Senator Portilla, R-Miami, Holds the Key to Florida Open Carry
Article first appeared at Ammoland.com
TALLAHASSEE (CBSMiami) – A bill that would allow Florida gun owners to openly carry their weapons is headed to a full vote.
The bill cleared a committee vote 12 to 4 on Thursday.
The next step will be a full vote by the Florida House in the next few weeks.
The difficulty lies in the Senate, where Senator Portilla is Chair of the Judiciary Committee holding he bill.
Diaz de la Portilla, R-Miami, said he would consider the failure of the House amendment and may decide to block Gaetz’s bill.
Portilla says that he is concerned about the effect of open carry on the tourist trade:
Diaz de la Portilla said he was concerned the proposed law would create a bad impression on tourists who would see Floridians walking around with handguns.
This is the best chance in years to pass licensed open carry in Florida. Florida is one of only five states where the open carry of handguns is generally banned. The ban is the creation of Janet Reno, the former Clinton Attorney General, of the Waco massacre fame. In 1987, when Florida passed its highly successful shall issue concealed carry license law, open carry was legal, except for a few urban areas. With the concealed carry reform, the legislature passed state preemption to make gun laws uniform throughout the state.
Janet Reno created a government led coalition to lobby for an open carry ban. She was able to have the ban passed in a special session without going through the usual committee or public vetting processes. It has been in place ever since, though there have been several attempts at reform.
The open carry reform is popular with Republicans. The Florida Police Chiefs Association has come out in favor of the law, with some qualifiers:
- Those who display a firearm “intentionally … in an angry or threatening manner, not in necessary self defense” are not protected by the open-carry law in question.
- Currently, the proposed law lets people or police officers who impose on someone’s right to bear a handgun openly to be fined, unless probable cause for the interference exists; the amendment makes it easier for officers, requiring only “reasonable suspicion” before stopping people to investigate.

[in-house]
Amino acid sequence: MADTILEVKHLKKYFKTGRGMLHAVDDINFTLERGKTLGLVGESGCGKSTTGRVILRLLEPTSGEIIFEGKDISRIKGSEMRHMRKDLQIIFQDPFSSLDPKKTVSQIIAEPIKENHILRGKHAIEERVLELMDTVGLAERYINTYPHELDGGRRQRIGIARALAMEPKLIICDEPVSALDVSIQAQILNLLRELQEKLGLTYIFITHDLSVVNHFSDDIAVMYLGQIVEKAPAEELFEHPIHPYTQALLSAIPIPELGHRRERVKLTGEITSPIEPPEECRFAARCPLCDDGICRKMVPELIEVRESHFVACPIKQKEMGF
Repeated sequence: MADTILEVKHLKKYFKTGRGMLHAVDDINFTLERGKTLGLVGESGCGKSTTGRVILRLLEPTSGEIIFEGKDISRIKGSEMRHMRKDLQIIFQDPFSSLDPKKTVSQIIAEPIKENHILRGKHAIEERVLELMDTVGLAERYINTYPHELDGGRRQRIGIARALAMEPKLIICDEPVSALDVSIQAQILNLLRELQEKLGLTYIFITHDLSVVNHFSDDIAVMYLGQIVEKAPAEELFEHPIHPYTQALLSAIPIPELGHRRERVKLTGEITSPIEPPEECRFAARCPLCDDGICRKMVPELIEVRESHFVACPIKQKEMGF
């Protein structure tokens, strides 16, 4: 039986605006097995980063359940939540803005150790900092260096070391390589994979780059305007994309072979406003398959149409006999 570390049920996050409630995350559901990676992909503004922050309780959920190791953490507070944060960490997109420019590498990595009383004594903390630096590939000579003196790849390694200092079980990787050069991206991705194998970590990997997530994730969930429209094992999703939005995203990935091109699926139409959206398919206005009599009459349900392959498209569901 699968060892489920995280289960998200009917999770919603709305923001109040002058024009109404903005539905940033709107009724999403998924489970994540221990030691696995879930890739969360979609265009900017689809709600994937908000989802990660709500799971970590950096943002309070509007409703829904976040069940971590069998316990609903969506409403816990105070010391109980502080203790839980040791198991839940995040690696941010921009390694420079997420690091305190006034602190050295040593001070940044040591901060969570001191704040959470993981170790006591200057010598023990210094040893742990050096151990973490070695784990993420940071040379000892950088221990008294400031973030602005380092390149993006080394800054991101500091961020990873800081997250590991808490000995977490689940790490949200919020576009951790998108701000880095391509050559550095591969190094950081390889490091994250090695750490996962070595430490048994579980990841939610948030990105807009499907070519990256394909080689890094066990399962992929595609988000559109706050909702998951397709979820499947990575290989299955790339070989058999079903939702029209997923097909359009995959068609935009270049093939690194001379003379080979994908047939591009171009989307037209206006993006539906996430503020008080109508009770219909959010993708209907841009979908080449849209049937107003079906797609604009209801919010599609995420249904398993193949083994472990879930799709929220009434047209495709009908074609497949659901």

- The bill could currently inhibit police officers from conducting investigations against open carriers, and the third amendment specifies that nothing in the bill would be intended to restrict a law enforcement officer’s ability or authority to conduct legal investigations.
- The firearm must be carried in a holster.
The Florida Sheriffs Association has voted against the bill, with a minority in favor of it.
Senator Diaz de la Portilla, R-Miami, Chair of the Judiciary Committee, seems to be the obstacle to the bills passage at this time. The major objection to the bill appears to be aesthetics.
People who do not want citizens to have guns, do not wish to see them, even though the concealed carry law has been an unqualified success, and the same people would be carrying openly as are now legally carrying concealed.
The concealed carry permit holders have been an extremely law abiding group, about six times more law abiding than police officers. From yourobserver.com:
Consider, too, these facts, courtesy of Rep. Steube: “After 28 years of data in Florida, licensed conceal-permit holders are six times less likely to commit a crime than law enforcement officers. Specifically, permit holders only commit misdemeanors and felonies at a rate of .0002% annually.”
This bill is likely to be in play for the next few weeks at least.
c2016 by Dean Weingarten: Permission to share is granted when this notice is included.Link to Gun Watch
About Dean Weingarten;
Dean Weingarten has been a peace officer, a military officer, was on the University of Wisconsin Pistol Team for four years, and was first certified to teach firearms safety in 1973. He taught the Arizona concealed carry course for fifteen years until the goal of constitutional carry was attained. He has degrees in meteorology and mining engineering, and recently retired from the Department of Defense after a 30 year career in Army Research, Development, Testing, and Evaluation.